< 1 min read

Admist water cutoff, south Damascus residents look to the ground

The regime’s extended cutoff of clean water to rebel-held areas […]

21 June 2015

The regime’s extended cutoff of clean water to rebel-held areas in southern Damascus has forced residents to turn to makeshift, often unsanitary means to stay alive.

“The water has been cut off from Yarmouk camp, al-Hajr al-Aswad and a-Tadamun for around 280 days, and the cessation happened gradually up until the water stopped coming entirely,” Matar Ismail, member of a pro-opposition media collective in southern Damascus, told Syria Direct Sunday.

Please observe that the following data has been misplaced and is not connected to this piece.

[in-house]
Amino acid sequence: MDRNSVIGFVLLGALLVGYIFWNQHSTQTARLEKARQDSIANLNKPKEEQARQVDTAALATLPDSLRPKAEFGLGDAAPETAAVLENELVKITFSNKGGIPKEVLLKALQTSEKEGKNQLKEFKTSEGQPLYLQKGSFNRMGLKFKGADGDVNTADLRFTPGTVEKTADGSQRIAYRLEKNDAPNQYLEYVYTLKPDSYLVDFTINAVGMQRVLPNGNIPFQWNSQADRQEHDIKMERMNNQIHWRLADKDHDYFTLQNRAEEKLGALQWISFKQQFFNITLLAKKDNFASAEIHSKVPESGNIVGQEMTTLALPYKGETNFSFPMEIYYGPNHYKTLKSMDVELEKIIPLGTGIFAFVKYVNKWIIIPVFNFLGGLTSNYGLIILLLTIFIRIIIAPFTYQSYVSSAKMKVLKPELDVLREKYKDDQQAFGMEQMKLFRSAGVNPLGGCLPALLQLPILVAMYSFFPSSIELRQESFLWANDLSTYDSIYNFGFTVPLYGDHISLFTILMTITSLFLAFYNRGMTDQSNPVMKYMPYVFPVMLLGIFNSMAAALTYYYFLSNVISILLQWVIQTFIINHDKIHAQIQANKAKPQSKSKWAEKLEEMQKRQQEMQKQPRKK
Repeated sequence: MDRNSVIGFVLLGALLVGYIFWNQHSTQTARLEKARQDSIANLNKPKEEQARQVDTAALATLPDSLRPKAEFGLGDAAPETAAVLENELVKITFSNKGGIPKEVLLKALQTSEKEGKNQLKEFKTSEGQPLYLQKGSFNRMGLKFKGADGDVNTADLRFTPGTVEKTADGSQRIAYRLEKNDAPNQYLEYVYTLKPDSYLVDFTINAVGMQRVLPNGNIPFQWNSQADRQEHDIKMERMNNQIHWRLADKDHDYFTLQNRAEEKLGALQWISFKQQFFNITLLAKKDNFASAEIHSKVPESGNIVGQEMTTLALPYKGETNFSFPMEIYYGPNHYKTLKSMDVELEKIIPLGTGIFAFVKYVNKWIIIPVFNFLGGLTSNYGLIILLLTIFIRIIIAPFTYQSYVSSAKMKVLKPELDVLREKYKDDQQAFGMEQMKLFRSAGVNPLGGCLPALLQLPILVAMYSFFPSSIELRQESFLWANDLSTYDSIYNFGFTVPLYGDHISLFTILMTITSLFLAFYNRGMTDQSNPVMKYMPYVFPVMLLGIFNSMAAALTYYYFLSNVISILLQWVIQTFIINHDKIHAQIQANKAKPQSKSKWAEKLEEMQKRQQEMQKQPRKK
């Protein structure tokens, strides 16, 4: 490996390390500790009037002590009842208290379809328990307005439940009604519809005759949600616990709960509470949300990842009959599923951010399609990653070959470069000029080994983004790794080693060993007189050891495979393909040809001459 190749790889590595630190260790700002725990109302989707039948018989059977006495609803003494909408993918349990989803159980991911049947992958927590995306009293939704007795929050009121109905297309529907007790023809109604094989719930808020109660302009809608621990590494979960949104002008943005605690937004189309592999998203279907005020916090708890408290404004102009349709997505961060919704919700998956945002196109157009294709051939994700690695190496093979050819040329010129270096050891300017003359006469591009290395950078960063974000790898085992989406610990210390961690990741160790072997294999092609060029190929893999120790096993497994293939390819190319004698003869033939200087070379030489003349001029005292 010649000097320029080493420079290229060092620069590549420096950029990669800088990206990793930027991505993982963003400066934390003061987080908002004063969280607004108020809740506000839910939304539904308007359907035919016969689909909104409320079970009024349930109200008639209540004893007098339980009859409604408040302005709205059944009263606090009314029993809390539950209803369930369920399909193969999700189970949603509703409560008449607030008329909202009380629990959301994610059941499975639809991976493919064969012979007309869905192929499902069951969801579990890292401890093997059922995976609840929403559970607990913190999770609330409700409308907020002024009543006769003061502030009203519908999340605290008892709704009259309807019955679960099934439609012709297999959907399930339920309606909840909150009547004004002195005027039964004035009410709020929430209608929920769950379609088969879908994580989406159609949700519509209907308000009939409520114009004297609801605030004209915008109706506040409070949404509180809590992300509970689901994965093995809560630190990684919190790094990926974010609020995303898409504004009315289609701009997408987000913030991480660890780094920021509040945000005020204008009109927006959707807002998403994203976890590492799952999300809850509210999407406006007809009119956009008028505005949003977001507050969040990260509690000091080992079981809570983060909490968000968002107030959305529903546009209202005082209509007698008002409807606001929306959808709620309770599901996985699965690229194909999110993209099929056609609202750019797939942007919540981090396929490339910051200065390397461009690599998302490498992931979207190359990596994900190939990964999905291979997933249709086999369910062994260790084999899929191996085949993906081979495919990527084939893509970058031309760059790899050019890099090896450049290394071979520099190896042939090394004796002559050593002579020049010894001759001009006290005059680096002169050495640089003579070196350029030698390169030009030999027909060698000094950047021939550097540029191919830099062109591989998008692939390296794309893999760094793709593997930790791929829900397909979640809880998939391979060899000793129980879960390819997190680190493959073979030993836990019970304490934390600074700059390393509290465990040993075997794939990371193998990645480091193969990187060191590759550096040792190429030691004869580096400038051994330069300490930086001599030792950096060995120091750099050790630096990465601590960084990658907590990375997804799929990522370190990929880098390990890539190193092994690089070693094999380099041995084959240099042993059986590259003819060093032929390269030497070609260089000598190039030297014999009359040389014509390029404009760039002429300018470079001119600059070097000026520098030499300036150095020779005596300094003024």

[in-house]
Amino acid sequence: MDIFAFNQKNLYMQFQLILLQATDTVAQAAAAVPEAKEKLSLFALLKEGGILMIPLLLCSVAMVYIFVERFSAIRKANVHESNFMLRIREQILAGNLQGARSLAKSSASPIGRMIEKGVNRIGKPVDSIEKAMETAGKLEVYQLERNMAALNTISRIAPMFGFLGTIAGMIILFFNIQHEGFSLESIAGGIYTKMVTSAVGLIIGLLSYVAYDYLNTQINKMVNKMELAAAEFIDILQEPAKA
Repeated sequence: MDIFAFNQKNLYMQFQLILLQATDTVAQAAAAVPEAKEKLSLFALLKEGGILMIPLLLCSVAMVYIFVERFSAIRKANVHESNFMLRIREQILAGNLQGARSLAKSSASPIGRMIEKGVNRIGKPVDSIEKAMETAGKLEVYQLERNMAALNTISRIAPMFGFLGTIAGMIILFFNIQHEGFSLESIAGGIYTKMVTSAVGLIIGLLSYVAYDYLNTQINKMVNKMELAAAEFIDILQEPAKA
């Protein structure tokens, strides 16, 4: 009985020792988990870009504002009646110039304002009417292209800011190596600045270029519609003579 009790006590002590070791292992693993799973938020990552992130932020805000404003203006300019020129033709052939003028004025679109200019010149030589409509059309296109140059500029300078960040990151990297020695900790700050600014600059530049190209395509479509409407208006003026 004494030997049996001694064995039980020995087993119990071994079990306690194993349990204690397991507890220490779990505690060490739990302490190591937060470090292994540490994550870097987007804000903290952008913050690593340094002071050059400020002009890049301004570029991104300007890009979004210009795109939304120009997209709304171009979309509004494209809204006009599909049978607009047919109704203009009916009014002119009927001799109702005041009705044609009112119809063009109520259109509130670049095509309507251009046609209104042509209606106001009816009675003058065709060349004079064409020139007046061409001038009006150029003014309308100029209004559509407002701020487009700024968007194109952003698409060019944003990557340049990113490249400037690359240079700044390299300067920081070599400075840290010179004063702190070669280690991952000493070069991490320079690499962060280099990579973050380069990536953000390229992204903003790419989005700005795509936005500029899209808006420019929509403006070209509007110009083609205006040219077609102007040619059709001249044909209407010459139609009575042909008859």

“The regime is responsible for severing the water lines that feed these areas,” Ismail added.

Across southern Damascus, affected areas include those that have officially signed truces with the regime, such as Beit Sahm, Yelda and Babila, Mohammed al-Umri, alias of a citizen journalist from neighboring al-Qadm, told Syria Direct Sunday.

People have taken to drinking “unsanitary well water” to meet their needs, added al-Umri.

“For a long time now Babila, Beit Sahm and Yelda have been relying on ground wells. Additional wells were dug in Yarmouk camp and a-Tadamun, and right now old wells are being fixed up to meet people’s needs,” said Ismail.

Above, children fill up water jugs in Yarmouk camp over the weekend.

-Photo courtesy of Rabie Thoura

Share this article